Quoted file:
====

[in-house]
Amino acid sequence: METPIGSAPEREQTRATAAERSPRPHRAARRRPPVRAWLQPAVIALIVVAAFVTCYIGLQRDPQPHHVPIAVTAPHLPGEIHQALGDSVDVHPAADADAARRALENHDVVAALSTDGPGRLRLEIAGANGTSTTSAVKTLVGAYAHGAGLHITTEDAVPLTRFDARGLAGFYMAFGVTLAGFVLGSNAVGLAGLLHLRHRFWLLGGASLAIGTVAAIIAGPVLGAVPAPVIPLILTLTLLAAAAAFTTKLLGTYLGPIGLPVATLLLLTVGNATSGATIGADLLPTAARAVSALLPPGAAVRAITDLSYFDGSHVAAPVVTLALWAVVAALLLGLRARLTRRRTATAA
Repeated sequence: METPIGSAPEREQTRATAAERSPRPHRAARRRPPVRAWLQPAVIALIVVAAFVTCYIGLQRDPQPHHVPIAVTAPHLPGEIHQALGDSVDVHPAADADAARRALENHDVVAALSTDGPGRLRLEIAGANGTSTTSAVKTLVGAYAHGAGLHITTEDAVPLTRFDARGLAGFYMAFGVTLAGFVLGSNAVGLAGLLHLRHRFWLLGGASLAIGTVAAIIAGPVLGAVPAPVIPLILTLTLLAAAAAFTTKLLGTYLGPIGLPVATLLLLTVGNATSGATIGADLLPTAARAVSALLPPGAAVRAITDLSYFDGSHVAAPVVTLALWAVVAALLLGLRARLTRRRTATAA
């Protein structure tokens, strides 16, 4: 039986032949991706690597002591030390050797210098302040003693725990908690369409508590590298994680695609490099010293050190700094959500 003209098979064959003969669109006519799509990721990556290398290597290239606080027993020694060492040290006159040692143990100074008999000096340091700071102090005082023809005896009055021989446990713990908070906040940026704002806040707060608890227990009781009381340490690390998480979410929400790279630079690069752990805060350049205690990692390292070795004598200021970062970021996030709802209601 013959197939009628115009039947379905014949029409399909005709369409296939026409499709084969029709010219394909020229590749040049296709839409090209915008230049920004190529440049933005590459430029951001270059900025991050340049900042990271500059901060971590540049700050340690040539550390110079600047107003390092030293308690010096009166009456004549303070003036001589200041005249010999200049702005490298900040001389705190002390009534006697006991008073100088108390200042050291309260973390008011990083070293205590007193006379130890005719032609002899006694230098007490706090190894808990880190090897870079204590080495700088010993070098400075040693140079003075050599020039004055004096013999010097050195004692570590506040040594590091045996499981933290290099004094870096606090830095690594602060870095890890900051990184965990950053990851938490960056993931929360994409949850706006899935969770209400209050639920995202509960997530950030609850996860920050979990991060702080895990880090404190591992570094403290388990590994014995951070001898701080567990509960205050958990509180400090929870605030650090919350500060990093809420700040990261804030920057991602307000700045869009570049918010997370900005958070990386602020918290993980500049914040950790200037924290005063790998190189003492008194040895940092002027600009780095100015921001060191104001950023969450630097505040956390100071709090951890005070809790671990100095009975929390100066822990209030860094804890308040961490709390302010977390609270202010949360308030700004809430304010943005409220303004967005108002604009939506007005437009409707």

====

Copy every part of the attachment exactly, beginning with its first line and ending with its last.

[in-house]
Amino acid sequence: METPIGSAPEREQTRATAAERSPRPHRAARRRPPVRAWLQPAVIALIVVAAFVTCYIGLQRDPQPHHVPIAVTAPHLPGEIHQALGDSVDVHPAADADAARRALENHDVVAALSTDGPGRLRLEIAGANGTSTTSAVKTLVGAYAHGAGLHITTEDAVPLTRFDARGLAGFYMAFGVTLAGFVLGSNAVGLAGLLHLRHRFWLLGGASLAIGTVAAIIAGPVLGAVPAPVIPLILTLTLLAAAAAFTTKLLGTYLGPIGLPVATLLLLTVGNATSGATIGADLLPTAARAVSALLPPGAAVRAITDLSYFDGSHVAAPVVTLALWAVVAALLLGLRARLTRRRTATAA
Repeated sequence: METPIGSAPEREQTRATAAERSPRPHRAARRRPPVRAWLQPAVIALIVVAAFVTCYIGLQRDPQPHHVPIAVTAPHLPGEIHQALGDSVDVHPAADADAARRALENHDVVAALSTDGPGRLRLEIAGANGTSTTSAVKTLVGAYAHGAGLHITTEDAVPLTRFDARGLAGFYMAFGVTLAGFVLGSNAVGLAGLLHLRHRFWLLGGASLAIGTVAAIIAGPVLGAVPAPVIPLILTLTLLAAAAAFTTKLLGTYLGPIGLPVATLLLLTVGNATSGATIGADLLPTAARAVSALLPPGAAVRAITDLSYFDGSHVAAPVVTLALWAVVAALLLGLRARLTRRRTATAA
């Protein structure tokens, strides 16, 4: 039986032949991706690597002591030390050797210098302040003693725990908690369409508590590298994680695609490099010293050190700094959500 003209098979064959003969669109006519799509990721990556290398290597290239606080027993020694060492040290006159040692143990100074008999000096340091700071102090005082023809005896009055021989446990713990908070906040940026704002806040707060608890227990009781009381340490690390998480979410929400790279630079690069752990805060350049205690990692390292070795004598200021970062970021996030709802209601 013959197939009628115009039947379905014949029409399909005709369409296939026409499709084969029709010219394909020229590749040049296709839409090209915008230049920004190529440049933005590459430029951001270059900025991050340049900042990271500059901060971590540049700050340690040539550390110079600047107003390092030293308690010096009166009456004549303070003036001589200041005249010999200049702005490298900040001389705190002390009534006697006991008073100088108390200042050291309260973390008011990083070293205590007193006379130890005719032609002899006694230098007490706090190894808990880190090897870079204590080495700088010993070098400075040693140079003075050599020039004055004096013999010097050195004692570590506040040594590091045996499981933290290099004094870096606090830095690594602060870095890890900051990184965990950053990851938490960056993931929360994409949850706006899935969770209400209050639920995202509960997530950030609850996860920050979990991060702080895990880090404190591992570094403290388990590994014995951070001898701080567990509960205050958990509180400090929870605030650090919350500060990093809420700040990261804030920057991602307000700045869009570049918010997370900005958070990386602020918290993980500049914040950790200037924290005063790998190189003492008194040895940092002027600009780095100015921001060191104001950023969450630097505040956390100071709090951890005070809790671990100095009975929390100066822990209030860094804890308040961490709390302010977390609270202010949360308030700004809430304010943005409220303004967005108002604009939506007005437009409707």